The Atlanta Flames were an American ice hockey team which played in the NHL from 1972 to 1980. Their home games were played at the Omni Coliseum in Georgia. The Flames franchise was created in 1971 alongside the New York Islanders as the NHL expanded rapidly to usurp rival league WHA. Cliff Fletcher was the team’s first general manager while Bernie Geoffion was appointed their first head coach.
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The Flames were not a bad team but they had very poor luck when it came to the playoffs. Despite making the playoffs six out of eight attempts, they did not win a single playoff series. The Flames’ first ever competitive game was a 3-2 win over fellow expansion team New York Islanders on October 7, 1972. They then drew 1-1 with the Buffalo Sabres in their first game at the Omni Coliseum a week later. They were then humiliated 6-0 by the Minnesota North Stars in their second home game but they picked themselves up and went on a 4-2 run. The Flames surprising went toe to toe with many of the league’s older teams and by the end of the regular season it was clear that the league had admitted a real competitor. They posted an impressive 25-38-15 record which was 35 points higher than the New York Islanders.
In their second season, the Flames posted a 30-34-14 record which put them in the playoffs. They were however run over by the Philadelphia Flyers in four straight games with a combined score of 13-3. The recorded a record of 34-31-15 time in 1974/75, their first winning season but they surprisingly finished in last place and missed the playoffs. During the next five seasons, the Flames would always make it out of their division and into the playoffs but their playoff jinx prevented them from ever advancing past the first round. In fact they only won one playoff game, the first round playoff game against the New York Rangers in 1979/1980.
Tom Lysiak was arguably the best player to play for the Flames, leading the team in scoring five seasons in a row between 1973 and 1978. With Lysiak Seemingly an indispensible part of the team, the fans were stunned in the middle of the 1978/79 season when the team decided to trade him. Then leading the team in scoring and on course for a sixth straight season on top of the scoring charts, Lysiak was sold to the Chicago Black Hawks as part of an eight player mass trade. In the mind of Coach Fred Creighton, the team was in need of extensive restructuring if they were to shake off their long holding playoff jinx. His replacement, Kent Nillson carried on from where Lysiak had left off, scoring 40 goals and 53 assists in 1979/80. That season, they won their first ever playoff game but since the team relocated after the season, it was unclear whether the restructuring would have had the desired effect.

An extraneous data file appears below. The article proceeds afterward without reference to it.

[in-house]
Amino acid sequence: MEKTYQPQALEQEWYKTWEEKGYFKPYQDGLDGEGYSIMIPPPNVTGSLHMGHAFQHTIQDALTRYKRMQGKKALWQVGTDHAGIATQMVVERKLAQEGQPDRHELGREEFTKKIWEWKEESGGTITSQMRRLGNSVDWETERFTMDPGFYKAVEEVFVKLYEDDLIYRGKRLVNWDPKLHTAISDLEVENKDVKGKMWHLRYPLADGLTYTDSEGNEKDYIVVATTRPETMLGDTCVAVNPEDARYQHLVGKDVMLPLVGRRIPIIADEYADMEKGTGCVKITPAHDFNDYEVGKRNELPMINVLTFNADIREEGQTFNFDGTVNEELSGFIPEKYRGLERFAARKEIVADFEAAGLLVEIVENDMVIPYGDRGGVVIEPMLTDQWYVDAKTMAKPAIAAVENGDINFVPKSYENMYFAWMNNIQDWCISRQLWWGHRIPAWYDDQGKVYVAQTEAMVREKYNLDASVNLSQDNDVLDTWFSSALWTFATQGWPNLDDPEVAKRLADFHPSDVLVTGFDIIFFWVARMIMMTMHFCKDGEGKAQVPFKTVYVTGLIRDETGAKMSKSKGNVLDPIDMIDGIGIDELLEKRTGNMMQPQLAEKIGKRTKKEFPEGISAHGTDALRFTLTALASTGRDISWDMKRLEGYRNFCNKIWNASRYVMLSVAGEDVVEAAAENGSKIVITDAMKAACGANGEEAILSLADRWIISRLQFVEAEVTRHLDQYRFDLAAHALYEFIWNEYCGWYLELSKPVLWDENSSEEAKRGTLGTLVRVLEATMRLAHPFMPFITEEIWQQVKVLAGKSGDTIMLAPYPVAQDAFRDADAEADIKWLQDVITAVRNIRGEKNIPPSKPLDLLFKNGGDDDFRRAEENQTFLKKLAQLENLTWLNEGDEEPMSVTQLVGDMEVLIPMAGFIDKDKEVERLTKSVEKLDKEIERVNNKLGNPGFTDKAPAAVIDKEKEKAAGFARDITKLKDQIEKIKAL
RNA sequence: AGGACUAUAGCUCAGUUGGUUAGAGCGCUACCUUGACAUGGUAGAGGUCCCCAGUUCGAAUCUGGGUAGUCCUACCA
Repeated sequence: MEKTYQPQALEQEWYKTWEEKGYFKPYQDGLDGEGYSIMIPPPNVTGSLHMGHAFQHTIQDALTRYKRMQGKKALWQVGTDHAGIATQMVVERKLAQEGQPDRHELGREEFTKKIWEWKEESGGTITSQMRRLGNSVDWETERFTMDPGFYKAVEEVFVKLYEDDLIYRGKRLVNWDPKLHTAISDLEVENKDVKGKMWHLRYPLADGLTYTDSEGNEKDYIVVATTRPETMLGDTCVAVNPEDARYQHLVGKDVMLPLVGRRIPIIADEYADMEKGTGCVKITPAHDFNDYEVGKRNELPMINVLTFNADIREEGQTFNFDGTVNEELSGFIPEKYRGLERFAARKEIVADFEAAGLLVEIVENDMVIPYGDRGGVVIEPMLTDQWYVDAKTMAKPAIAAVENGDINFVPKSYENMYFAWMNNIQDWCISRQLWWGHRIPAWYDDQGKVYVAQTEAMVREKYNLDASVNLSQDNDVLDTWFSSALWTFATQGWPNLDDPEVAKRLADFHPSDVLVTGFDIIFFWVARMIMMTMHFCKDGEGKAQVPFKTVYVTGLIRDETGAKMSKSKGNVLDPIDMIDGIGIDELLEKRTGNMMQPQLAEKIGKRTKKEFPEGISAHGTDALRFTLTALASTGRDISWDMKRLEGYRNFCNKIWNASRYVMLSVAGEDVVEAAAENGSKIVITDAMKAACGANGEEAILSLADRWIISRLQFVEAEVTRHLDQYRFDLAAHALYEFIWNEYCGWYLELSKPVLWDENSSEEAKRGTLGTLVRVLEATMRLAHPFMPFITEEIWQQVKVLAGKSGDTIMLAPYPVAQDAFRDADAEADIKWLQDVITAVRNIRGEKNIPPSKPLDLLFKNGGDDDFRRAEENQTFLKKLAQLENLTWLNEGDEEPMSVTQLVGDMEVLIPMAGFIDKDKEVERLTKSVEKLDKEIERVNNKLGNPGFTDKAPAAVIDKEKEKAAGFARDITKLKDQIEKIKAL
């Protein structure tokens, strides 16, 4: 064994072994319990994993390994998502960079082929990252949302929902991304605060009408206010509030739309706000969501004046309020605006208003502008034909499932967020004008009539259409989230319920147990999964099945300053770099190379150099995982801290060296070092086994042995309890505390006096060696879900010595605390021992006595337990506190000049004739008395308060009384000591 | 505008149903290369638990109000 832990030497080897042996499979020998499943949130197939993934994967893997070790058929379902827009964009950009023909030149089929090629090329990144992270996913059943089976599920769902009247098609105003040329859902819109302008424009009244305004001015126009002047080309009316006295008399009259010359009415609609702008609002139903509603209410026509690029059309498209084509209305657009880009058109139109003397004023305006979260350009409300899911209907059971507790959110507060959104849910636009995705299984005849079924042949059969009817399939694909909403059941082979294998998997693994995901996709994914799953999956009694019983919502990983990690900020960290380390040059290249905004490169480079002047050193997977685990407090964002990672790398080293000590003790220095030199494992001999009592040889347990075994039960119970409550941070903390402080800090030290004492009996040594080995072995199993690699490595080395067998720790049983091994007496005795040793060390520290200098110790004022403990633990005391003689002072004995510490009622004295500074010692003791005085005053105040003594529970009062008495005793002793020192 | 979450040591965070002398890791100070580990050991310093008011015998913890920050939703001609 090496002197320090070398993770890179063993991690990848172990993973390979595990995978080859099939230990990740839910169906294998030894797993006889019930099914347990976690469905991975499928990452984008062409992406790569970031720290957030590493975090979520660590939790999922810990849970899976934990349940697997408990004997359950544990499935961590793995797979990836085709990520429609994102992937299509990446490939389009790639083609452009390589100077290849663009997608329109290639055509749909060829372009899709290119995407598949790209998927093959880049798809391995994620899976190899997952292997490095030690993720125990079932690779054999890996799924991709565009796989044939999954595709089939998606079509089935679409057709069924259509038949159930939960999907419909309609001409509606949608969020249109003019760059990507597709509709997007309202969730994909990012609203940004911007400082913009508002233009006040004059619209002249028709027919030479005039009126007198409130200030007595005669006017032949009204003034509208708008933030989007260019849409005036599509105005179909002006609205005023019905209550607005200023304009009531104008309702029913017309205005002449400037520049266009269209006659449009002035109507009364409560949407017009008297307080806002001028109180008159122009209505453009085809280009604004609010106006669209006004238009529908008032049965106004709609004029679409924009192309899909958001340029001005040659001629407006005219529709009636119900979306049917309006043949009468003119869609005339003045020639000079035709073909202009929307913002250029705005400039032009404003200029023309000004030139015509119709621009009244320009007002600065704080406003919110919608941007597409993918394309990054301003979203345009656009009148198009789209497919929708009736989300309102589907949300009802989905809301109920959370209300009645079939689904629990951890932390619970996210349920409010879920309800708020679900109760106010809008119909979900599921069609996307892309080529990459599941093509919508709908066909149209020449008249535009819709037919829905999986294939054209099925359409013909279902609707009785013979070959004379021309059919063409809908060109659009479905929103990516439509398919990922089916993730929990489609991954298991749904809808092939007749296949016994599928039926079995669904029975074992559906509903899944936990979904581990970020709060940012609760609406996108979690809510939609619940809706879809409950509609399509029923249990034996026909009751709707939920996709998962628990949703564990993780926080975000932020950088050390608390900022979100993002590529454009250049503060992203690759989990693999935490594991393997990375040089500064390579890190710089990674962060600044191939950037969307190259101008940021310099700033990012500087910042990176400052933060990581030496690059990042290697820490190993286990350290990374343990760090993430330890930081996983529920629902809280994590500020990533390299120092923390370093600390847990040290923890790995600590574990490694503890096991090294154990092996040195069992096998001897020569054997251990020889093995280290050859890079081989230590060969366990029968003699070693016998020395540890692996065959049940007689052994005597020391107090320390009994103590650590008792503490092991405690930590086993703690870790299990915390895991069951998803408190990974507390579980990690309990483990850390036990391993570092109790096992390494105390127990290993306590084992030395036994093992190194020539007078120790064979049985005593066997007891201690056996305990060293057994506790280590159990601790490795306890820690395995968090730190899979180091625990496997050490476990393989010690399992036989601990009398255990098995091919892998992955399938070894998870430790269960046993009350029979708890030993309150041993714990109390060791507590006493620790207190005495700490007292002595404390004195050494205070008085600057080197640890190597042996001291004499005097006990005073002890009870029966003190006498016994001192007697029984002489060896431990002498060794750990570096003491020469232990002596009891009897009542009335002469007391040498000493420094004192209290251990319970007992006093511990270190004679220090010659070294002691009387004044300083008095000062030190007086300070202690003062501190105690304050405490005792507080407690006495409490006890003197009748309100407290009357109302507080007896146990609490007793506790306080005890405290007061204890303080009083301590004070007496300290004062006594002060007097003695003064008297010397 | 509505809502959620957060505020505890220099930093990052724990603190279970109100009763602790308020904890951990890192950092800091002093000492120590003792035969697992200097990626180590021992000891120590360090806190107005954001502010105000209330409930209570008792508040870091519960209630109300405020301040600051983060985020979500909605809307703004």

Why were the Atlanta Flames Relocated?
With the Atlanta Flames unable to come by any solid success, fans grew impatient and attendance at the Omni Arena waned after having peaked at over 14,000 during their second season. The Flames formation had been hastily arranged and had been brought forward by two years due to the intense competition with the WHA and this had put the team on shaky financial ground. By their final season, it was clear to owner Tom Cousins that it would not be viable to keep the team in Atlanta much longer. He had suffered substantial financial losses not only by supporting the franchise but also because his real estate empire was tanking. Dallas and Houston were mooted as potential relocation destinations for the Flames. The club ownership initiated a bidding war for the team with a $14 million bid coming from Daryl and Byron Seaman and a $16 million bid coming from Nelson Skalbania. The only worthy bid from Atlanta was a lowly $8 million from actor Glenn Ford. Skalbania acquired the team and moved it to Calgary where it was renamed the Calgary Flames. The NHL never quite caught on in Atlanta as the Atlanta Thrashers, who would replace the Flames 20 years down the line were also forced to relocate in almost similar fashion to the Flames.
Atlanta Flames’ Notable Players
Keith McCreary LW 1972-1975
Tom Lysiak C 1973-1979
Tim Ecclestone LW 1974-1978
Guy Chouinard C 1974-1980
Eric Vail RW 1973-1980
Randy Manery D 1972-1977
Bobby Leiter C 1972-1976
Phil Myre G 1972-1978
Dan Bouchard G 1972-1980
Willi Plett RW 1975-1980
Ken Houston RW 1975-1980
Rey Comeau C 1972-1978
Phil Myre G 1972-1978
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